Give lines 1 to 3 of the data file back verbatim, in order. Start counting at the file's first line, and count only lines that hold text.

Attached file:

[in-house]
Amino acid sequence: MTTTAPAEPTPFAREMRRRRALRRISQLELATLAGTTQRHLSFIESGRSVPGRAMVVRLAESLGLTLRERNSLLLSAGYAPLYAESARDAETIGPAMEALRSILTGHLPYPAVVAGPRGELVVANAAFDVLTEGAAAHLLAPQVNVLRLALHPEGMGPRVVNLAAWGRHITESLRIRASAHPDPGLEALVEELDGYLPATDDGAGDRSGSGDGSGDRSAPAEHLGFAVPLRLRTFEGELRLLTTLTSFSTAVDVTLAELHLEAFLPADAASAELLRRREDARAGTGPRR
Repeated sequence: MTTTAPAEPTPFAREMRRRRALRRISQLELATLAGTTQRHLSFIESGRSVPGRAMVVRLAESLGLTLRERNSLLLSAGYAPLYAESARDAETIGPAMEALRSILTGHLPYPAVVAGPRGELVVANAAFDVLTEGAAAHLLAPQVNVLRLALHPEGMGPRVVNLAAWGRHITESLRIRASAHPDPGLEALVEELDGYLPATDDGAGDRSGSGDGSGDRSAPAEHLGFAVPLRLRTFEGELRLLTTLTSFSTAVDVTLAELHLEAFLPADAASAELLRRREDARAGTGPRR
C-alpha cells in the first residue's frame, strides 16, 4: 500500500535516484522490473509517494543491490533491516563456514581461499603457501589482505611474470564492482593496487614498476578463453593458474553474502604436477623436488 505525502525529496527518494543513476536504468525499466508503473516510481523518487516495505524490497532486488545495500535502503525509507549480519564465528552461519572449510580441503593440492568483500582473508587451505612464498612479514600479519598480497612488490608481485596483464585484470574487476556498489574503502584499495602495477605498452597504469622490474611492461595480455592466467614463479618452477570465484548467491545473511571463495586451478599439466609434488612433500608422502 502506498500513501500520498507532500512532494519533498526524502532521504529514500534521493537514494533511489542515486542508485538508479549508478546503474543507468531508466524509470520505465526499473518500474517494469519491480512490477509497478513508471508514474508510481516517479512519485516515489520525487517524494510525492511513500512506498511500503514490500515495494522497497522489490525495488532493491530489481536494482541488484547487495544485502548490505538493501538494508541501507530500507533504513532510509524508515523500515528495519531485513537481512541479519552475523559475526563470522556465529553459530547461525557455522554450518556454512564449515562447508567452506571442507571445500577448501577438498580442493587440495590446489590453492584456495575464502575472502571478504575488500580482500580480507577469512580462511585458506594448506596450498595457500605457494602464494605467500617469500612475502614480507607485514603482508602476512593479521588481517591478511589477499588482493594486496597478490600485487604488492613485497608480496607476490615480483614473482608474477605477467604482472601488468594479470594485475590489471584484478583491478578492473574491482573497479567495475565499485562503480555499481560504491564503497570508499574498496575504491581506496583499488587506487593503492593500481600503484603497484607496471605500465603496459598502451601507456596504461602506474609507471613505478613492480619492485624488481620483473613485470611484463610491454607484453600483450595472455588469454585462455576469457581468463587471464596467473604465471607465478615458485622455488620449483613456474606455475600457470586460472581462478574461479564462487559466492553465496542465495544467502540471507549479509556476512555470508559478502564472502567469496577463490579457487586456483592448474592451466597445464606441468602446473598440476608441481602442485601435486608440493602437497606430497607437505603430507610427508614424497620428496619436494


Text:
[in-house]
Amino acid sequence: MTTTAPAEPTPFAREMRRRRALRRISQLELATLAGTTQRHLSFIESGRSVPGRAMVVRLAESLGLTLRERNSLLLSAGYAPLYAESARDAETIGPAMEALRSILTGHLPYPAVVAGPRGELVVANAAFDVLTEGAAAHLLAPQVNVLRLALHPEGMGPRVVNLAAWGRHITESLRIRASAHPDPGLEALVEELDGYLPATDDGAGDRSGSGDGSGDRSAPAEHLGFAVPLRLRTFEGELRLLTTLTSFSTAVDVTLAELHLEAFLPADAASAELLRRREDARAGTGPRR
Repeated sequence: MTTTAPAEPTPFAREMRRRRALRRISQLELATLAGTTQRHLSFIESGRSVPGRAMVVRLAESLGLTLRERNSLLLSAGYAPLYAESARDAETIGPAMEALRSILTGHLPYPAVVAGPRGELVVANAAFDVLTEGAAAHLLAPQVNVLRLALHPEGMGPRVVNLAAWGRHITESLRIRASAHPDPGLEALVEELDGYLPATDDGAGDRSGSGDGSGDRSAPAEHLGFAVPLRLRTFEGELRLLTTLTSFSTAVDVTLAELHLEAFLPADAASAELLRRREDARAGTGPRR